Blog # 202      ON GOOSEBERRIES AND THE FAMILY

There are some occasions when the use of a comparative example may serve as a useful illustration in illustrating, or directing  focus on, an intended observation. Since we happen to be experienced in the raising and nurturing of gooseberries, we have selected that botanical example, certainly, a comprehensible, consistent and rational entity to contrast with the complex phenomenon called “family.”

Gooseberries, as a garden cultivar, is officially categorized as deciduous, potentially attaining a height of two to three feet and a spread of three feet.  Significantly, they produce berries, yellow, green, pink to purple, which depend singly, or in two’s or threes, from each small stem (unlike grapes which develop in bunches) and have thorns which would make rose plants blush with inadequacy. Thus, they are difficult to pick, but make delicious jam or pastry filling. To our point, they are observably easy to comprehend and are reliably predictable.

Despite all virulent contention, in truth, there are some features in common between gooseberries and the family. Structurally, the family usually presents itself in small clusters, communication is normally with the individual member and it is similarly perennial, with progeny closely resembling the predecessor.

But, major differences do exist between the two selected comparatives. This is especially evident in the exotic interactive behavior of the family. Seen externally, the family appears close-knit, cohesive, caring, interdependent and when threatened, fiercely loyal and protective. Medical emergencies, death of a family member or other occurrences of perceived major impact, are jointly and cooperatively responded to in unified and loyal fashion. Daily routines are experientially synchronized to avoid personal interference, a commonly selected newspaper is usually read, and there is, notably at least some agreement on political and social issues.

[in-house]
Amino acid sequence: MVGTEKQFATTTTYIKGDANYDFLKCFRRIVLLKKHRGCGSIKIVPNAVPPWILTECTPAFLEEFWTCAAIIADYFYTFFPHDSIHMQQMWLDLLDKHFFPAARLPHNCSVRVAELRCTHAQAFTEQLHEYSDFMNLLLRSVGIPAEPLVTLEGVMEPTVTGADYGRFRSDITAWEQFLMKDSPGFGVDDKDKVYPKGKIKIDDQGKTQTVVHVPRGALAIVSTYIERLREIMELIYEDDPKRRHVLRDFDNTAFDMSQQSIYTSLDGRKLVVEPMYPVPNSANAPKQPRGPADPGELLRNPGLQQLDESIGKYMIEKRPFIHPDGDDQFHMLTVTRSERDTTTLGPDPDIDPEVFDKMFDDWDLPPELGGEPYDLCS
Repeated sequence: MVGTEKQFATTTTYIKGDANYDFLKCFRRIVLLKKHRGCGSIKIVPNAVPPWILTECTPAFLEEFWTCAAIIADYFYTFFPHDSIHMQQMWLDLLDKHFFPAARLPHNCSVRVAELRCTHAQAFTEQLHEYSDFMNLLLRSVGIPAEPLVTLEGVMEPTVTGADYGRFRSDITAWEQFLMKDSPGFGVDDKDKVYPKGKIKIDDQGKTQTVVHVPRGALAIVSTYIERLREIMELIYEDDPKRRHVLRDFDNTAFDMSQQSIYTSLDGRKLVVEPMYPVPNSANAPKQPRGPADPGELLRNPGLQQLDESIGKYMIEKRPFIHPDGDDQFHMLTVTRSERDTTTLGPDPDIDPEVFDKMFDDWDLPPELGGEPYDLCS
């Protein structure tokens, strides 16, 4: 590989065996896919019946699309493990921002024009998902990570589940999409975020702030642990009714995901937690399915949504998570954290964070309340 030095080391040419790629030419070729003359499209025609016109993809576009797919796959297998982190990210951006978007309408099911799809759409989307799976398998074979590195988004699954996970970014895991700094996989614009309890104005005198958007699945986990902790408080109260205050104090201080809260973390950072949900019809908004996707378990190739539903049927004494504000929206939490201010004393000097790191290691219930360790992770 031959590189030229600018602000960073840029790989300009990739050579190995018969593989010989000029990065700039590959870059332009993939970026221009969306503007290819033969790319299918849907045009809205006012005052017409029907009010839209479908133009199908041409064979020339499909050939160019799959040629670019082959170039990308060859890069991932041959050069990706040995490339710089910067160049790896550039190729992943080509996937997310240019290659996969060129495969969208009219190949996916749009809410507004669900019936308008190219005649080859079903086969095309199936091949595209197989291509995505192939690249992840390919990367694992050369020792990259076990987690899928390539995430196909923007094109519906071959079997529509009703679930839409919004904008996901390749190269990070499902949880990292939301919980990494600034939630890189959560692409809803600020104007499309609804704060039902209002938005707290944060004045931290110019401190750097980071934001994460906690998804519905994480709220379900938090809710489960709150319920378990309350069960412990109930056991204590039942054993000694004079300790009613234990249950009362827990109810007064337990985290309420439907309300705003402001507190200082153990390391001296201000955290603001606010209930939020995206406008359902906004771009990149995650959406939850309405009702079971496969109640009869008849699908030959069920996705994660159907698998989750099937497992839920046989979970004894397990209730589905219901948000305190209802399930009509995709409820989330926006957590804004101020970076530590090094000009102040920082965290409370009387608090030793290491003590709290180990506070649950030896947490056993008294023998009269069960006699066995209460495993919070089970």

Pointedly, it is the inter-family dynamics which sets it apart and distinguishes it from the peacefully attached and supremely content gooseberry. There appears to be certain inconsistent and bizarre behavioral phenomena, which elude rational analysis and is markedly distinguishable from the placid and contented gooseberry.

Let us postulate a situation in which one thoughtlessly, or foolishly, makes an undesirable or inaccurate comment, or perhaps, commits a thoughtless act. If said or performed in the company of a friend, usually an apology or corrective action will suffice to end the matter; which, in friendship will probably be forgotten. Not so with family, for some reason. Instead there appears to be the unfortunate practice of the recounting of the faux-pas or mistaken action, which becomes, by virtue of repetition, a part of the fixed oral history of the family; it is not unusual that the recounted incident is gleefully exaggerated in some form of familial schadenfreude. Additionally, family members (usually influential elders) ascribe fixed stereotypes, accurate or unjust, to family personalities. By sheer contrast, gooseberries peaceably and amiably hang out with their fellows in a state of peaceful amiability.

Where love and intra-family loyalty are certainly implicit, if not an evident fact, why is there no forgiving and forgetting of a mistake or malaprop, as would be the predictable case with the more casual relationship of friend or acquaintance? There are no comprehensible or available answers; we can only maintain our eternal admiration and envy of the gooseberry.

We would advise any reader who presumes that this writing was done “with tongue in cheek”, that such assumption is not only erroneous but clearly, impossible, since our mouth is crammed full of delicious gooseberries.

-p.

Published by

plinyblogcom

Retired from the practice of law'; former Editor in Chief of Law Review; Phi Beta Kappa; Poet. Literature Student and enthusiast.

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